SEC Guidance Emphasizes Materiality for Cyber Incidents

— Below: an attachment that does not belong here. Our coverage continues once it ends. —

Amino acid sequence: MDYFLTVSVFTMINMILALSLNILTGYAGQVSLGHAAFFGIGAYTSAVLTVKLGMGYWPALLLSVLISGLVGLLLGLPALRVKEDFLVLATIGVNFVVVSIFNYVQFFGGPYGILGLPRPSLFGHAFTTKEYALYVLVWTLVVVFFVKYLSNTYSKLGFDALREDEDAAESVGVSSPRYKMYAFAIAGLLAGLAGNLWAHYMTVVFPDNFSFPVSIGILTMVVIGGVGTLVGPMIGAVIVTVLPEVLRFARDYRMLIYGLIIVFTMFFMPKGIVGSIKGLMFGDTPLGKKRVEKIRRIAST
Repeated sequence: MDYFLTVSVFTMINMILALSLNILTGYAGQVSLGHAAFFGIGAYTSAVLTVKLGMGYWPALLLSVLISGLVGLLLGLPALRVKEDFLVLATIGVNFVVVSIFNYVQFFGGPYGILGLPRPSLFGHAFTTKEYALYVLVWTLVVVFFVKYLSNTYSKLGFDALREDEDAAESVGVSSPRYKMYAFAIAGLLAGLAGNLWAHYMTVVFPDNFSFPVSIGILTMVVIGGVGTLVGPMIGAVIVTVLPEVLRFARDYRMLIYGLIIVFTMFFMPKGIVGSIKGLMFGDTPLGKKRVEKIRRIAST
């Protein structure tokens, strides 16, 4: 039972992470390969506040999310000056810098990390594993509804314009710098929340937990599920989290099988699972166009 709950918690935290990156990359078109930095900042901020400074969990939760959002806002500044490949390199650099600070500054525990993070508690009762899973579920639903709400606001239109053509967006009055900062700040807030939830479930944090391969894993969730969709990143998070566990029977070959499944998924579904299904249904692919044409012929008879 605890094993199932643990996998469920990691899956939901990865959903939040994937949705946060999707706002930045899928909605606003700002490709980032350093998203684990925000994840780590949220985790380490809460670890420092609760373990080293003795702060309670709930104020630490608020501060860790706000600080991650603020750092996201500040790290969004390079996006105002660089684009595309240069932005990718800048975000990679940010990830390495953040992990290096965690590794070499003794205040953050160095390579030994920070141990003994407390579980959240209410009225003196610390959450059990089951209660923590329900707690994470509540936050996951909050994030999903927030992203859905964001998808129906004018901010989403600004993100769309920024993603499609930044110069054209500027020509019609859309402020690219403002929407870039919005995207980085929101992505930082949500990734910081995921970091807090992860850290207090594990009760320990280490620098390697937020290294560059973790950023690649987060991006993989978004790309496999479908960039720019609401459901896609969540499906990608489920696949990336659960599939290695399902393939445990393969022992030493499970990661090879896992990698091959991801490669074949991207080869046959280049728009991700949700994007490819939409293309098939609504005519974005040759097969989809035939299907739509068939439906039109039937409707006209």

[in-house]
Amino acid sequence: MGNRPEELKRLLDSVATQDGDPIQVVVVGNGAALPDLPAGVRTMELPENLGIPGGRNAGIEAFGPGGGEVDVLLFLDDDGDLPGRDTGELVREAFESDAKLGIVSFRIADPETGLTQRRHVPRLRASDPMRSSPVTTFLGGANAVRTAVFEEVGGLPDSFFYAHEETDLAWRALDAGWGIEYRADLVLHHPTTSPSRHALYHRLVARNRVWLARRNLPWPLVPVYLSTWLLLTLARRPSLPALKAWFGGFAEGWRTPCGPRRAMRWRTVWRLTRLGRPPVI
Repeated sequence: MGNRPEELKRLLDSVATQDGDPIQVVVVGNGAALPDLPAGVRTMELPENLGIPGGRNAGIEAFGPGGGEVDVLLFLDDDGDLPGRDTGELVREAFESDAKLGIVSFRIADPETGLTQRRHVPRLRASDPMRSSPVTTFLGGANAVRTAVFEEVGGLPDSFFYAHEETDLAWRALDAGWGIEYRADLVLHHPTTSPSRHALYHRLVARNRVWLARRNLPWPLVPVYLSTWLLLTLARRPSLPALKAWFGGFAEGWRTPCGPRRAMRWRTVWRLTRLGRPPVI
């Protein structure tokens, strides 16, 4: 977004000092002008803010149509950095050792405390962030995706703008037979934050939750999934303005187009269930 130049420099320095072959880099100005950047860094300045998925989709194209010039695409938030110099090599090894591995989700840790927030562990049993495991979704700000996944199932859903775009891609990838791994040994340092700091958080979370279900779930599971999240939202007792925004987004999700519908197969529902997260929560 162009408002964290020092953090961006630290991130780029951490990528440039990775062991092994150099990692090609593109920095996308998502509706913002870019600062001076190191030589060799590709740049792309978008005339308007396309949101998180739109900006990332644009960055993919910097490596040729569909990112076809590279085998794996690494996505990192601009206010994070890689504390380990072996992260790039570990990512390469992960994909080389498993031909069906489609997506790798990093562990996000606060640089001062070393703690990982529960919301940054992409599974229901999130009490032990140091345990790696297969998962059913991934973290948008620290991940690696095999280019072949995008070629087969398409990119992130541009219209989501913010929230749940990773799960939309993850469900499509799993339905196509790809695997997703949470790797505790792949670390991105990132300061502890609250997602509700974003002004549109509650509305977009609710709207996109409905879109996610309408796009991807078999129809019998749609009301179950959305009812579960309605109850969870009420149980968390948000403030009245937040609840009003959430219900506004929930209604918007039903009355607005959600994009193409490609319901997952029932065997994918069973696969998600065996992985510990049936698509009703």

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Senator Jay Rockefeller and Secretary Michael Chertoff wrote the best article I've seen yet on the CF Disclosure Guidance: Topic No. 2, Cybersecurity issued by the SEC last month in their article A new line of defense in cybersecurity, with help from the SEC : Managing cybersecurity risk has always been, and always will be, in large part a private sector responsibility... Until recently, this responsibility may have been unclear — or unknown — to the directors and officers of publicly traded companies. But on Oct. 13, the Securities and Exchange Commission issued groundbreaking guidance to clarify companies’ disclosure obligations about material cybersecurity risks and events. Federal securities law has long required publicly traded companies to report “material” risks and events — that is, information that the average investor would want to know before making an investment decision. But before the SEC’s action, many companies were not aware how — or perhaps even if — this dut